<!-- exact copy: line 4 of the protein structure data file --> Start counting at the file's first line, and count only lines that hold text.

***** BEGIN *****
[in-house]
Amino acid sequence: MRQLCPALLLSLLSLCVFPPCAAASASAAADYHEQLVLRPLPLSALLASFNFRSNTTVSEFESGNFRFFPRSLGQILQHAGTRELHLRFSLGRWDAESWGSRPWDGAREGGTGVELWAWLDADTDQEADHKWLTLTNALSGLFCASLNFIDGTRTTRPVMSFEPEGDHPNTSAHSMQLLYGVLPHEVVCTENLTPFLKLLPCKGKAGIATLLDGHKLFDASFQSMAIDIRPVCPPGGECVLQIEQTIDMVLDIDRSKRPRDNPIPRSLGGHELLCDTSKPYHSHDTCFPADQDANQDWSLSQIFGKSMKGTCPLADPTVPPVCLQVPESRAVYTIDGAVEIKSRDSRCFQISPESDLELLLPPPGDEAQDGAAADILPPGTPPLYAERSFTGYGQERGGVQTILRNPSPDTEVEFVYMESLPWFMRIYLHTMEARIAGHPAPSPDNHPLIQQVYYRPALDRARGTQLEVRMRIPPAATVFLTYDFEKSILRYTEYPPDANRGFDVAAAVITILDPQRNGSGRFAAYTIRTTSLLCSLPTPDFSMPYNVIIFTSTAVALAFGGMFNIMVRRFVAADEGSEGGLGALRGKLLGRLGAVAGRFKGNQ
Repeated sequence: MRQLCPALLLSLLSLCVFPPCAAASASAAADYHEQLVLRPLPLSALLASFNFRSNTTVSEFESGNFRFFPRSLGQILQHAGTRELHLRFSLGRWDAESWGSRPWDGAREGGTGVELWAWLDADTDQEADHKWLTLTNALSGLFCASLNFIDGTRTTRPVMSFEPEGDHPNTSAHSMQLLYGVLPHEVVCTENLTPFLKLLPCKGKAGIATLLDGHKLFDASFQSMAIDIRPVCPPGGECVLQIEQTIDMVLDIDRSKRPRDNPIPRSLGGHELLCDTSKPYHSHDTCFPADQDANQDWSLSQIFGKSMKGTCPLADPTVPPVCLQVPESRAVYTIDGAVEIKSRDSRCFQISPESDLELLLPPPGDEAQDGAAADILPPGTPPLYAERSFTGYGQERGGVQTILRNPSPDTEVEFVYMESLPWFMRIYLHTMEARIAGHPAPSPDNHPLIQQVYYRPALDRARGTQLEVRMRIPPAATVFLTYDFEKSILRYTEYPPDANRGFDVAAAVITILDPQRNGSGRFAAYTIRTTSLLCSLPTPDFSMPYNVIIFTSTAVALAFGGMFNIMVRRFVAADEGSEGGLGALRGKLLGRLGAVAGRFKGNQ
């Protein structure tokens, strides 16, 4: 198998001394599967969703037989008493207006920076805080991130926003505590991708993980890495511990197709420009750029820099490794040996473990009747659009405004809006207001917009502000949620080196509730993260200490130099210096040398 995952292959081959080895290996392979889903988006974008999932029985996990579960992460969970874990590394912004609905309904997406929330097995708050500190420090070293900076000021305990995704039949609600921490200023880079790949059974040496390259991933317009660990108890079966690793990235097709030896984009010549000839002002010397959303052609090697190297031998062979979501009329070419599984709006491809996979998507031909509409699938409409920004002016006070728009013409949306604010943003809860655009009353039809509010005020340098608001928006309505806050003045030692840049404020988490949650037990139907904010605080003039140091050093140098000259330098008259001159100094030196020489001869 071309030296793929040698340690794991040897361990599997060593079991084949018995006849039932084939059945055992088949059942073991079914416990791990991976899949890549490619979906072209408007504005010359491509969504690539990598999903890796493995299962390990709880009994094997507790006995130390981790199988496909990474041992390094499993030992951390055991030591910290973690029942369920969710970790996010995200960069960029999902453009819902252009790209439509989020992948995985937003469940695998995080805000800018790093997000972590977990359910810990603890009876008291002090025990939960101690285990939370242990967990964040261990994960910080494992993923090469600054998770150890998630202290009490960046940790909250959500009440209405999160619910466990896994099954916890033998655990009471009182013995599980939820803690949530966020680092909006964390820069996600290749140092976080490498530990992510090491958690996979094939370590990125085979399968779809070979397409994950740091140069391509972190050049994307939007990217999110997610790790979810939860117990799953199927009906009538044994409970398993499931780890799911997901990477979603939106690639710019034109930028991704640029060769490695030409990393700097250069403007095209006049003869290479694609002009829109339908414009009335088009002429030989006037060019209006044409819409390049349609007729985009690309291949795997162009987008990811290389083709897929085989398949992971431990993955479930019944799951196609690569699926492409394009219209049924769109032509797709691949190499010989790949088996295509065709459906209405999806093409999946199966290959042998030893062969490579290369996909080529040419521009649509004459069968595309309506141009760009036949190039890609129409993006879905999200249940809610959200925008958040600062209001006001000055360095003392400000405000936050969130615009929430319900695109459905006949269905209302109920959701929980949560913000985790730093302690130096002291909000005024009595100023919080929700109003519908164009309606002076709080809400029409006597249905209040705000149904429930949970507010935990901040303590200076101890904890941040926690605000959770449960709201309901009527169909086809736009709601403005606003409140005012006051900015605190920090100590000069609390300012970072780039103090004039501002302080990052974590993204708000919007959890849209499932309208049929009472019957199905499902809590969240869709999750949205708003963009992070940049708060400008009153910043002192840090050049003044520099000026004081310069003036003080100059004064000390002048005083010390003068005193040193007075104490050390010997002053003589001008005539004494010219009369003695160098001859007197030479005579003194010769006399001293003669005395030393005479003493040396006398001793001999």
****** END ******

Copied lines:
């Protein structure tokens, strides 16, 4: 198998001394599967969703037989008493207006920076805080991130926003505590991708993980890495511990197709420009750029820099490794040996473990009747659009405004809006207001917009502000949620080196509730993260200490130099210096040398 995952292959081959080895290996392979889903988006974008999932029985996990579960992460969970874990590394912004609905309904997406929330097995708050500190420090070293900076000021305990995704039949609600921490200023880079790949059974040496390259991933317009660990108890079966690793990235097709030896984009010549000839002002010397959303052609090697190297031998062979979501009329070419599984709006491809996979998507031909509409699938409409920004002016006070728009013409949306604010943003809860655009009353039809509010005020340098608001928006309505806050003045030692840049404020988490949650037990139907904010605080003039140091050093140098000259330098008259001159100094030196020489001869 071309030296793929040698340690794991040897361990599997060593079991084949018995006849039932084939059945055992088949059942073991079914416990791990991976899949890549490619979906072209408007504005010359491509969504690539990598999903890796493995299962390990709880009994094997507790006995130390981790199988496909990474041992390094499993030992951390055991030591910290973690029942369920969710970790996010995200960069960029999902453009819902252009790209439509989020992948995985937003469940695998995080805000800018790093997000972590977990359910810990603890009876008291002090025990939960101690285990939370242990967990964040261990994960910080494992993923090469600054998770150890998630202290009490960046940790909250959500009440209405999160619910466990896994099954916890033998655990009471009182013995599980939820803690949530966020680092909006964390820069996600290749140092976080490498530990992510090491958690996979094939370590990125085979399968779809070979397409994950740091140069391509972190050049994307939007990217999110997610790790979810939860117990799953199927009906009538044994409970398993499931780890799911997901990477979603939106690639710019034109930028991704640029060769490695030409990393700097250069403007095209006049003869290479694609002009829109339908414009009335088009002429030989006037060019209006044409819409390049349609007729985009690309291949795997162009987008990811290389083709897929085989398949992971431990993955479930019944799951196609690569699926492409394009219209049924769109032509797709691949190499010989790949088996295509065709459906209405999806093409999946199966290959042998030893062969490579290369996909080529040419521009649509004459069968595309309506141009760009036949190039890609129409993006879905999200249940809610959200925008958040600062209001006001000055360095003392400000405000936050969130615009929430319900695109459905006949269905209302109920959701929980949560913000985790730093302690130096002291909000005024009595100023919080929700109003519908164009309606002076709080809400029409006597249905209040705000149904429930949970507010935990901040303590200076101890904890941040926690605000959770449960709201309901009527169909086809736009709601403005606003409140005012006051900015605190920090100590000069609390300012970072780039103090004039501002302080990052974590993204708000919007959890849209499932309208049929009472019957199905499902809590969240869709999750949205708003963009992070940049708060400008009153910043002192840090050049003044520099000026004081310069003036003080100059004064000390002048005083010390003068005193040193007075104490050390010997002053003589001008005539004494010219009369003695160098001859007197030479005579003194010769006399001293003669005395030393005479003493040396006398001793001999």